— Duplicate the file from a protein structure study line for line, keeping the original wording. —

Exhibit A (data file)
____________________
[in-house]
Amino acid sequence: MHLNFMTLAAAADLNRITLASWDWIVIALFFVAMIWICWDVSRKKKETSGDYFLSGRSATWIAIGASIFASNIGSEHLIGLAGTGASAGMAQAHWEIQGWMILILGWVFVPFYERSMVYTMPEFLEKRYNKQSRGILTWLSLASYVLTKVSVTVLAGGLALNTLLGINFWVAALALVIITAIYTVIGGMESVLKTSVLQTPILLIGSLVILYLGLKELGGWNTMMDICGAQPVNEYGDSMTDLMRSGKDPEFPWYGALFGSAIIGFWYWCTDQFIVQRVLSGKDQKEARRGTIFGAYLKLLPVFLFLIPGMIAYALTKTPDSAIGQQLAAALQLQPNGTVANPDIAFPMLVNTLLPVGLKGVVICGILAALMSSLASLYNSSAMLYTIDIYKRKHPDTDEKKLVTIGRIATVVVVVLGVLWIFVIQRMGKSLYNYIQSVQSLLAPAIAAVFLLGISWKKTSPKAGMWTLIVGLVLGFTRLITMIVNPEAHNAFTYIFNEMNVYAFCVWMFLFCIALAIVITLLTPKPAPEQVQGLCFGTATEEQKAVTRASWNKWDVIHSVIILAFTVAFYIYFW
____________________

[in-house]
Amino acid sequence: MHLNFMTLAAAADLNRITLASWDWIVIALFFVAMIWICWDVSRKKKETSGDYFLSGRSATWIAIGASIFASNIGSEHLIGLAGTGASAGMAQAHWEIQGWMILILGWVFVPFYERSMVYTMPEFLEKRYNKQSRGILTWLSLASYVLTKVSVTVLAGGLALNTLLGINFWVAALALVIITAIYTVIGGMESVLKTSVLQTPILLIGSLVILYLGLKELGGWNTMMDICGAQPVNEYGDSMTDLMRSGKDPEFPWYGALFGSAIIGFWYWCTDQFIVQRVLSGKDQKEARRGTIFGAYLKLLPVFLFLIPGMIAYALTKTPDSAIGQQLAAALQLQPNGTVANPDIAFPMLVNTLLPVGLKGVVICGILAALMSSLASLYNSSAMLYTIDIYKRKHPDTDEKKLVTIGRIATVVVVVLGVLWIFVIQRMGKSLYNYIQSVQSLLAPAIAAVFLLGISWKKTSPKAGMWTLIVGLVLGFTRLITMIVNPEAHNAFTYIFNEMNVYAFCVWMFLFCIALAIVITLLTPKPAPEQVQGLCFGTATEEQKAVTRASWNKWDVIHSVIILAFTVAFYIYFW